MEMPHIS, Tenn. — Memphis attorney and civil rights leader Walter Bailey can’t help but notice the similarities between the death of 29-year-old Tyre Nichols and the 1971 death of 17-year-old Elton Hayes.
“(In both cases) you’ve got pursuit by law enforcement officers against alleged traffic violators and the end result being tragic, when it shouldn’t be,” Bailey said.
Hayes was beaten to death in a ditch by Memphis Police officers and Shelby County Sheriff deputies after a chase that ended at Highway 78 and Stepherson in Capleville on October 15, 1971.
“They were (both) bludgeoned to death,” Bailey said. “Sadistically bludgeoned to death, it appears.”
The long-time Shelby County Commissioner was part of the fight to arrest the officers responsible for Hayes’ death. It was two years before eight law enforcement officers involved (four charged with First Degree Murder, four charged with Assault With Intent to Commit Murder) stood trial.
They would all be acquitted.
“Riots in the street, disorderly response by angered citizens,” Bailey said, describing the aftermath. “And that was shortly after the death of Dr. (Martin Luther) King Jr. so we were already sitting on a powder keg.”
Those protests eventually led to wide-spread reform within local law enforcement. Winslow “Buddy” Chapman partnered with the U.S. Department of Justice to implement those changes throughout MPD, serving as director from 1976-1983.
“They cannot be allowed to be a occupying force,” Chapman said, discussing appropriate use of force and community relations. “You can’t stop the old lady on the street because she stepped out in the street when the yellow light was on.”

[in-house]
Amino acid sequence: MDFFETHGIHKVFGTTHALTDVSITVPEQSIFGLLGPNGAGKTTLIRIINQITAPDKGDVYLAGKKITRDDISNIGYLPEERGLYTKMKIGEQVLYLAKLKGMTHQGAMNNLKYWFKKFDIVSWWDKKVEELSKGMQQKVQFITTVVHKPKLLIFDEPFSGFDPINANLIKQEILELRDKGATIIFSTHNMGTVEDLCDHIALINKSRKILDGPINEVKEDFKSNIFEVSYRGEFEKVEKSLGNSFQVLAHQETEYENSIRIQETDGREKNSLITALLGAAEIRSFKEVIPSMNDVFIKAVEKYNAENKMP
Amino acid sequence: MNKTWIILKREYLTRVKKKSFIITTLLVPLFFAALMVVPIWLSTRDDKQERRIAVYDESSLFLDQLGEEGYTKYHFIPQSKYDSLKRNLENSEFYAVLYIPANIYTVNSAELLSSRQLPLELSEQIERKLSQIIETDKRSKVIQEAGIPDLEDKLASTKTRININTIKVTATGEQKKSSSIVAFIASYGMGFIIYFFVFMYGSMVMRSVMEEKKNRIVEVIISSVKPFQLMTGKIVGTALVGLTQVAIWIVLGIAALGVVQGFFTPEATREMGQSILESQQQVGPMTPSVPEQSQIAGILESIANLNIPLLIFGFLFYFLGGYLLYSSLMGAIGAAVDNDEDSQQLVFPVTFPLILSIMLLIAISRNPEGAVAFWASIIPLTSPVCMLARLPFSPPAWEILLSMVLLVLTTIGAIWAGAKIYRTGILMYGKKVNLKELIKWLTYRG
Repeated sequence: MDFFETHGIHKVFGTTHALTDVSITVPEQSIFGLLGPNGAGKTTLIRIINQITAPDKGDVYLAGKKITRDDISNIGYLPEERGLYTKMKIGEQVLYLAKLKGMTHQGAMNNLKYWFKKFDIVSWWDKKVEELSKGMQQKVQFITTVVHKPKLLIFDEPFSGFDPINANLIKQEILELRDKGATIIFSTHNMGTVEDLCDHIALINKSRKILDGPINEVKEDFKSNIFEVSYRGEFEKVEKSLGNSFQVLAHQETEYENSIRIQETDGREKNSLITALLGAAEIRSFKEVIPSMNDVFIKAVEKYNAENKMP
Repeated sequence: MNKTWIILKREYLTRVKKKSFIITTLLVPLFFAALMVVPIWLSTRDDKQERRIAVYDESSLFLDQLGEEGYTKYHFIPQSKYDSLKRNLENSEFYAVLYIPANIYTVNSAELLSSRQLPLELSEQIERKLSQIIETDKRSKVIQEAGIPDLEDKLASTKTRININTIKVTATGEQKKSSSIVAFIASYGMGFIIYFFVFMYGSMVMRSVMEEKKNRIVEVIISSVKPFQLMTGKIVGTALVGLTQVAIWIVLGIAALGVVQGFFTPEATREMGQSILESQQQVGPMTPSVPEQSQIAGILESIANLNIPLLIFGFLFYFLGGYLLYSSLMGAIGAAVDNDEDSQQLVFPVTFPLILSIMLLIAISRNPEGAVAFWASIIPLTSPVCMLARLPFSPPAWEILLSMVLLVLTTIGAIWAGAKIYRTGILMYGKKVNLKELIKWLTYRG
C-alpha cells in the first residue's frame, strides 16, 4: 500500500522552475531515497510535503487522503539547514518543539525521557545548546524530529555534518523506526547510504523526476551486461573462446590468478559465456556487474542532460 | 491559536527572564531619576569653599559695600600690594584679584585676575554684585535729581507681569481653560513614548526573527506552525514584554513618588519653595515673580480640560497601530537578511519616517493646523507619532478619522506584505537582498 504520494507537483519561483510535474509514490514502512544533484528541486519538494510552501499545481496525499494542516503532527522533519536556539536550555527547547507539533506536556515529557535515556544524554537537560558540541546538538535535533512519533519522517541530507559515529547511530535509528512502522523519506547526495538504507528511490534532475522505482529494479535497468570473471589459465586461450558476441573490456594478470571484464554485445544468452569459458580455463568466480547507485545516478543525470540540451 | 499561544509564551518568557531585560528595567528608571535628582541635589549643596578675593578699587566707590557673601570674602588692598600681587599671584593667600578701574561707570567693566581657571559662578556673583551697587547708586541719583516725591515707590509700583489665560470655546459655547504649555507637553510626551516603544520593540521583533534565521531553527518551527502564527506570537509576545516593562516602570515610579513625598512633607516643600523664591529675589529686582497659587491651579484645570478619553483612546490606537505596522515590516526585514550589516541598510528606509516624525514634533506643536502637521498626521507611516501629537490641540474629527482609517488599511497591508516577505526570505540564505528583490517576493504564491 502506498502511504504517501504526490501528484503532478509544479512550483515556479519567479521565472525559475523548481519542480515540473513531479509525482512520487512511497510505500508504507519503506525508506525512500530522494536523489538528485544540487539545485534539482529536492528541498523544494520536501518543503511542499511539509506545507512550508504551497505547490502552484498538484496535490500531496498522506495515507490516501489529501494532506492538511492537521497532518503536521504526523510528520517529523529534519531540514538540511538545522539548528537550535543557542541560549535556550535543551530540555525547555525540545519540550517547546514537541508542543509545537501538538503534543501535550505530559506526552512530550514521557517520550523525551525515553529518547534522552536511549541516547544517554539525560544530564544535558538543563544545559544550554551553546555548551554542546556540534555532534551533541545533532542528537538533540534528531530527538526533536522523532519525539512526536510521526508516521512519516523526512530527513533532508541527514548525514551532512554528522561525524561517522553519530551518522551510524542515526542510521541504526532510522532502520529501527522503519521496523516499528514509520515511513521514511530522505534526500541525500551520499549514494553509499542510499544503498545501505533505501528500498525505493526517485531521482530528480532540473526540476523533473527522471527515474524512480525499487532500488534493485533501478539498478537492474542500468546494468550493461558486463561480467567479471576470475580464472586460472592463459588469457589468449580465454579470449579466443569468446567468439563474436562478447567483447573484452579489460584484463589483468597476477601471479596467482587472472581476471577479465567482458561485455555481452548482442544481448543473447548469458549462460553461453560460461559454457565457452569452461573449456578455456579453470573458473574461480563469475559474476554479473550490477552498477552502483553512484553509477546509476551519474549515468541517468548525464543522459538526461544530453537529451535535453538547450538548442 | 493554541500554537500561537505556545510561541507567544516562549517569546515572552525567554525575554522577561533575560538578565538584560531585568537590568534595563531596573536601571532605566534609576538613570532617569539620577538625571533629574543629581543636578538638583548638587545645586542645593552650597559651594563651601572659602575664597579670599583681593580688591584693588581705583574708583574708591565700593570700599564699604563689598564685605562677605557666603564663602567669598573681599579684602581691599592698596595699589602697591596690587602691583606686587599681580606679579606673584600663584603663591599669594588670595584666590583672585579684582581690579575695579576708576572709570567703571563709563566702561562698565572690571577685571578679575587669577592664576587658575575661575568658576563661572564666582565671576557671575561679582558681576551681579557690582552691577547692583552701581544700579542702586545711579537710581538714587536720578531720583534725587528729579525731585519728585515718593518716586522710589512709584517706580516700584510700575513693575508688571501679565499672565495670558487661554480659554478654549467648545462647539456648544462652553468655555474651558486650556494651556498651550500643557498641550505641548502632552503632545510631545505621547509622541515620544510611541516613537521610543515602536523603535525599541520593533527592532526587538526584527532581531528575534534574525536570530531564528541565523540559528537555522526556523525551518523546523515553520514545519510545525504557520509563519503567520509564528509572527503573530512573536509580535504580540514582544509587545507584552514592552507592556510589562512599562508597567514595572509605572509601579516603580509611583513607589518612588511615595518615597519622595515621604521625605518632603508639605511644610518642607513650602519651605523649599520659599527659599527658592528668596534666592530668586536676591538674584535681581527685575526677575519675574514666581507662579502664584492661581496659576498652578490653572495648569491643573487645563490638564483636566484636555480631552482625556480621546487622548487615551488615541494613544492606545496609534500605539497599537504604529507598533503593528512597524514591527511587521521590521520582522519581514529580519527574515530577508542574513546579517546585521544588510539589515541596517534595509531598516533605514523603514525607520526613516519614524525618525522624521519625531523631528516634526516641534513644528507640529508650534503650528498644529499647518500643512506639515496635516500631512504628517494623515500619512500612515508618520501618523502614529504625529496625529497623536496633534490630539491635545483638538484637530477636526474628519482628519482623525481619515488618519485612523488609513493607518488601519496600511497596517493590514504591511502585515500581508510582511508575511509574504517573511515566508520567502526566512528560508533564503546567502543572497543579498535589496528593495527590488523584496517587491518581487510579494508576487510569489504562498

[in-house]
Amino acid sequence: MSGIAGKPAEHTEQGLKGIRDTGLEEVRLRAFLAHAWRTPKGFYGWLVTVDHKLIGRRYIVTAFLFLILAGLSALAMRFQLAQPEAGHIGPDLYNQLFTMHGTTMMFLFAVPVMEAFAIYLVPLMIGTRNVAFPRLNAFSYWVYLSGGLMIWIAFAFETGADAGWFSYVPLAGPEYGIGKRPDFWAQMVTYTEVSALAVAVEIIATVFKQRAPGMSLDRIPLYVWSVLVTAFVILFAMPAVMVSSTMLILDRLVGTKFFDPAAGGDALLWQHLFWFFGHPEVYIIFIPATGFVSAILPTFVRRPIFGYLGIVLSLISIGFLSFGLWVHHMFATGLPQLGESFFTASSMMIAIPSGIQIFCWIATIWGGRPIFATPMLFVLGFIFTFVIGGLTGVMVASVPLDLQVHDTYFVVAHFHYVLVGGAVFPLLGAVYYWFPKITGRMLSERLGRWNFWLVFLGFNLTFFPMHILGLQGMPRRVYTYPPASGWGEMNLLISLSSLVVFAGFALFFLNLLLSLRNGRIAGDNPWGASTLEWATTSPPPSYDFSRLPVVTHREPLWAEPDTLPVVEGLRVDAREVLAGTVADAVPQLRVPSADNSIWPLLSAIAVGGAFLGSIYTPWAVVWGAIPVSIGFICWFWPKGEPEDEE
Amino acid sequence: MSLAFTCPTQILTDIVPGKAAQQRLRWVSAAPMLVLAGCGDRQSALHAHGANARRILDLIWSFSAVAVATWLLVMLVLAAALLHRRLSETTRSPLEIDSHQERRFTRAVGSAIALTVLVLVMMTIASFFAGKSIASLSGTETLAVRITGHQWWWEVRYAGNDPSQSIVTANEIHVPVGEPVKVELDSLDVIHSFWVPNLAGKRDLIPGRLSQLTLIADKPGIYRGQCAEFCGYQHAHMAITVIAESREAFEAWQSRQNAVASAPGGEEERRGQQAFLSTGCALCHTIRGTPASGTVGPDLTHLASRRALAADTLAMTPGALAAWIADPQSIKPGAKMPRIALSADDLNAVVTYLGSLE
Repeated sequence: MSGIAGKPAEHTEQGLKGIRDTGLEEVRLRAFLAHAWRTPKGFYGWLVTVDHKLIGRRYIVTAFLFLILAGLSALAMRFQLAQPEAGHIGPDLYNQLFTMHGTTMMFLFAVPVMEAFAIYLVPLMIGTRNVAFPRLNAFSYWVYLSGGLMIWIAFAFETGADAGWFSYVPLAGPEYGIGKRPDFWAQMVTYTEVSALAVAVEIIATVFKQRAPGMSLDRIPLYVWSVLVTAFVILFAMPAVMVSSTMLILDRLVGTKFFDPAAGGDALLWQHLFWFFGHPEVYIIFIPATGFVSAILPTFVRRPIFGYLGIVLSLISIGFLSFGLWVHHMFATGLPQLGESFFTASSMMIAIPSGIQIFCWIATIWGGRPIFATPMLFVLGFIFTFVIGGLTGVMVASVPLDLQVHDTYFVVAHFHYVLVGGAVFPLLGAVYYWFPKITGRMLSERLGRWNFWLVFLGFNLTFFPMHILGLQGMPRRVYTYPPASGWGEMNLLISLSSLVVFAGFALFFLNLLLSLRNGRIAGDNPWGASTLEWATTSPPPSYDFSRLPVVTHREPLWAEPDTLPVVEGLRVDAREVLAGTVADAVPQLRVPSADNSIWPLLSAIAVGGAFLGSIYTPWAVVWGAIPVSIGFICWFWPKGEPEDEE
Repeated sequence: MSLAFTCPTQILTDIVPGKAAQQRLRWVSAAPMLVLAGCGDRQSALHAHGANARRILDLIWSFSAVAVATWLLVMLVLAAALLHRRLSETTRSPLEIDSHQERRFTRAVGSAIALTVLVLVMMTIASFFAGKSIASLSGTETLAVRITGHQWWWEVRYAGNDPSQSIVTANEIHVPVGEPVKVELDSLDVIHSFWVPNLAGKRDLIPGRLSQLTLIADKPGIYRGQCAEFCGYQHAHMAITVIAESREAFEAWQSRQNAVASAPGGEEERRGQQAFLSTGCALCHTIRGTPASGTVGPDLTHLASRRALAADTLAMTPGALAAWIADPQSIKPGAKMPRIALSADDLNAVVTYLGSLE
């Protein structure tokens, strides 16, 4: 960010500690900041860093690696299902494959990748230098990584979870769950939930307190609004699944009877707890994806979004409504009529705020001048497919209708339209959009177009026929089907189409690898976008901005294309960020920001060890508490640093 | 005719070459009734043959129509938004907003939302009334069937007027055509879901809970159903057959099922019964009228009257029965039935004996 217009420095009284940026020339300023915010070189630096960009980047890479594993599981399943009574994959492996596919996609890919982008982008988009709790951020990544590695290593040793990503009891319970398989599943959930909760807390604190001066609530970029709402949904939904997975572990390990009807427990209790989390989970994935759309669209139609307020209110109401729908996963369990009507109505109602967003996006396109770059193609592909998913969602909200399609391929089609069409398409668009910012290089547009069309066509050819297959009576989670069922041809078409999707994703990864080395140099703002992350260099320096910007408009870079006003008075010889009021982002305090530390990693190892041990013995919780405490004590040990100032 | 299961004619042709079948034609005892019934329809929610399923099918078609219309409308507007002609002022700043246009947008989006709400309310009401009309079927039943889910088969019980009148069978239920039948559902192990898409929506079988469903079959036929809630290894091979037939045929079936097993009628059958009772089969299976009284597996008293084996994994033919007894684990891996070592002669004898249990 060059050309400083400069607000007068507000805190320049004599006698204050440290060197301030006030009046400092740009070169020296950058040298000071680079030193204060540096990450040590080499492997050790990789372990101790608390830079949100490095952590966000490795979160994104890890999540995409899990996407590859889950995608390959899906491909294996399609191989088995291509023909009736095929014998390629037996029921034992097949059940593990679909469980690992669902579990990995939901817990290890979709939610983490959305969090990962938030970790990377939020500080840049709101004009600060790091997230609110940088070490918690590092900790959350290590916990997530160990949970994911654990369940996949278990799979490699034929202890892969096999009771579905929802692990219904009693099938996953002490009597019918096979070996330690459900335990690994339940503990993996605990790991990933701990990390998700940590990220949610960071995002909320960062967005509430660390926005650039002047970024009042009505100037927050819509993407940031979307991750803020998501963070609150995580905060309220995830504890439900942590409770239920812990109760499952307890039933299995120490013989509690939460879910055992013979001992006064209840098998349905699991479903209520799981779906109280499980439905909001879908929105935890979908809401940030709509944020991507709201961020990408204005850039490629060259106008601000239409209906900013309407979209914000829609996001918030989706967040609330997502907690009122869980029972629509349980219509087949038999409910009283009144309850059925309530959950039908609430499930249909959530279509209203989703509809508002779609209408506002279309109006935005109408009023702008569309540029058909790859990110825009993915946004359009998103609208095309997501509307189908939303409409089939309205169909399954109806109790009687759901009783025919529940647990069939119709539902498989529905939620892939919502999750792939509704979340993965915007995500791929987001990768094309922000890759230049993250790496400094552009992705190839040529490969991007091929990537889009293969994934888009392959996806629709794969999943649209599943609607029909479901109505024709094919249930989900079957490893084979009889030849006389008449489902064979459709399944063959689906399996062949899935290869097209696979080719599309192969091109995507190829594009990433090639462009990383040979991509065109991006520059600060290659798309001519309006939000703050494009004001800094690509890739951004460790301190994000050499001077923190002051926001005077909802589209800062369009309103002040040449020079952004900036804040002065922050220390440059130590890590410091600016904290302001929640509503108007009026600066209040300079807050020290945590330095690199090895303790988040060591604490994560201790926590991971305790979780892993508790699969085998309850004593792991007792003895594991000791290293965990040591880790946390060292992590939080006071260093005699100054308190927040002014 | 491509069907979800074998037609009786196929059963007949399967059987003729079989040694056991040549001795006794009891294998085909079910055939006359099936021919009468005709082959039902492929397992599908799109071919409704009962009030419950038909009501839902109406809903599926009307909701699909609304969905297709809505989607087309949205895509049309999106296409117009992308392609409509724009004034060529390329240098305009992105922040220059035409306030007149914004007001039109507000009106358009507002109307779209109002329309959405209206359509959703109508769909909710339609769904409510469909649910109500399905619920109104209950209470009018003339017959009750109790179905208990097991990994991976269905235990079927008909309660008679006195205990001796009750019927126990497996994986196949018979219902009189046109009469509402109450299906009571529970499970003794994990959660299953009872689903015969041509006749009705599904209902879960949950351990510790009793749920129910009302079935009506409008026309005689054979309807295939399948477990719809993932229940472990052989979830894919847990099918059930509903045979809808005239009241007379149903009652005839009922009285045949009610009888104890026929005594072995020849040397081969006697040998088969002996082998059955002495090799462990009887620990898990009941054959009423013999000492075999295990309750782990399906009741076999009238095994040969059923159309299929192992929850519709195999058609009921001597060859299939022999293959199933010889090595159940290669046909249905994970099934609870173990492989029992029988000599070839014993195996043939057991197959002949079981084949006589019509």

Bailey said that while Nichols’ death is evidence that more work needs to be done to improve MPD, he says the climate in Memphis is much different than the one in 1971.
He sent Police Chief C.J. Davis a letter Tuesday, thanking her for how she has handled the investigation into Nichols’ death so far, and the department’s swiftness in firing five officers involved.
“I commend Chief Davis,” Bailey said. “The command structure at the police department showed courage. It didn't equivocate, it moved as it felt appropriate. It showed leadership.”
However, Chapman, currently the executive director for CrimeStoppers of Memphis and Shelby County, said the trust between the police department and the people it is supposed to protect, was deteriorating even before Nichols’ death.
“When people in the community see a police car roll past, do they view that as somebody that’s here to help me or somebody that’s here to harass me,” he said. “Is (an officer) viewed as somebody that’s making my life better or is he viewed as somebody I’m afraid of?"
According to his family, Nichols was “scared for his life” when officers pulled him over on January 7.
Chapman says that MPD faces a long road to rebuild that trust with the public.
And Bailey agrees.
“There's no reason that a traffic pursuit by police officers should result in death,” he said.